different countries involving more than 2,000 participants (see
Table 2), was .34 ( p .0001).9”
Well, I dunno. That stuff about left-wingers being more tolerant of ambiguity could be right, I suppose. Maybe.
Either agree with the left or get the hell out of the country.
It must be a whoosh, but normally the saying is “America, love it or leave it” and no, that saying did not come from liberals.
That’s been true for quite a while. Reagan’s soundbites weren’t psychotic. Even Newt’s soundbites were reasonably sane. It seems that anyone who isn’t a nut job is now scared of being yelled at by Rush. Liberal Republicans are just lucky that Palin and Limbaugh don’t have guillotines.
If you’re really serious, you’ll come across as dogmatic.
Are any Republicans going to chime in here and refute my assertion?
I think that trait spreads across the political plains pretty evenly, affiliation matters not…
Politics is politics, but I associate intellectual dishonesty with the Republican party much more than the Democratic party.
I don’t think its entirely their fault, really. There are so few occassions when telling the truth will support their agenda, naturally they are going to be wary and reluctant! And its burdensome as well, I’m sure!
I’m lucky my politics lean somewhat leftish, its not nearly so taxing on the imagination when you can rely on facts.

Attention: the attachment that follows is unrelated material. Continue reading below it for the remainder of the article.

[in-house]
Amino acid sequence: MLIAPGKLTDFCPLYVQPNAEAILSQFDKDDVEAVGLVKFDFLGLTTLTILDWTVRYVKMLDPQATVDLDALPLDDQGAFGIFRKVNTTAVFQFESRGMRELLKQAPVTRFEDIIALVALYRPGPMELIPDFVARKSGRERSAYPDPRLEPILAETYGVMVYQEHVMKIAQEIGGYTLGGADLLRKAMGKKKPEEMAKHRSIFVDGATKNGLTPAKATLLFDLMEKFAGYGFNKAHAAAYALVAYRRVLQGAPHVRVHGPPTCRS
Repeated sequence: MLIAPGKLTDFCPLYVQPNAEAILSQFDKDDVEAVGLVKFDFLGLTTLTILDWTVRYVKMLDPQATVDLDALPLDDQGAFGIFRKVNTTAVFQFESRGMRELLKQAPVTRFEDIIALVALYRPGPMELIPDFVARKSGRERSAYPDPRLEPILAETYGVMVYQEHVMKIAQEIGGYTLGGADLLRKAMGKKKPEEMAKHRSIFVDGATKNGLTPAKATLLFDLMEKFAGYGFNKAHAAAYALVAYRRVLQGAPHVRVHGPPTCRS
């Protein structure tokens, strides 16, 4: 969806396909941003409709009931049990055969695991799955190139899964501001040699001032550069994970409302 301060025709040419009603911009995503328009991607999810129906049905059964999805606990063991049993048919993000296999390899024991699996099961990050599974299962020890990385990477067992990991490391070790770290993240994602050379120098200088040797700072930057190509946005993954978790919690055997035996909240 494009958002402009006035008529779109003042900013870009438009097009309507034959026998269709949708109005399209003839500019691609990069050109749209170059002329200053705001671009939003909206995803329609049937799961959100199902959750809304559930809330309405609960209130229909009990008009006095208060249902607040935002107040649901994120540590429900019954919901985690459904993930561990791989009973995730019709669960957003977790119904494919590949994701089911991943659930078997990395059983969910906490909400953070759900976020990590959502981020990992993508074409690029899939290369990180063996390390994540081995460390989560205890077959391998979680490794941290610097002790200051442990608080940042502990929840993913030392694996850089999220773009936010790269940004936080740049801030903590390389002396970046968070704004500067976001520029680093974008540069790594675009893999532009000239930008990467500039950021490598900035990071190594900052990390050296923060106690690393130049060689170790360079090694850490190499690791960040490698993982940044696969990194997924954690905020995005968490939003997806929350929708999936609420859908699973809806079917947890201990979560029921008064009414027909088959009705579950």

Actually I think that one of the problems the Democratic party has is that facts are cognitively more demanding and complex to people than the prejudices and simplications that the Republican party seems to constantly peddle.
Polls showed people who voted for Bush in 2000 mostly misunderstood several of his key positions. For example a clear majority of them thought he supported the Kyoto treaty. This got me wondering about the OP question, and much since has apparently supported the view that Republicanism is somewhat of a disease of misunderstanding and misleading.
But I always figured there was also a wealthy cadre of supporters who understood a good deal more than the masses did, and had some kind of perceived self interest motivating their donations and votes instead.
The idea that television news only has time for sound bites is in conflict with the theme heard elsewhere that blames the 24 hour multiple network news programs for stirring up much of the misleading noise. It is possible that too little news programming time is to blame for it all, or that too much is, but not both.
Another idea: perhaps the underlying cause of all the misleading noise in Republican messages is that being on the side against progressivism has always been a bad idea, which is why Europe sees the US as so rightist, and it is the increase in communication and information resources in the last decade or two that have so exposed this that misleading the masses is the only desperate measure left.
You lose right there. Anytime you argue “I’m not a ________, but”, you establish yourself as a ____________.
I’m not a Martian, but I wonder what Martians think of our Republicans.
Do you have a cite for that factoid, because I doubt it. I don’t have a cite either, but I’d be surprised if a majority of American voters for in 1980, whoever they voted for, had a firm grasp on the Kyoto treaty provisions.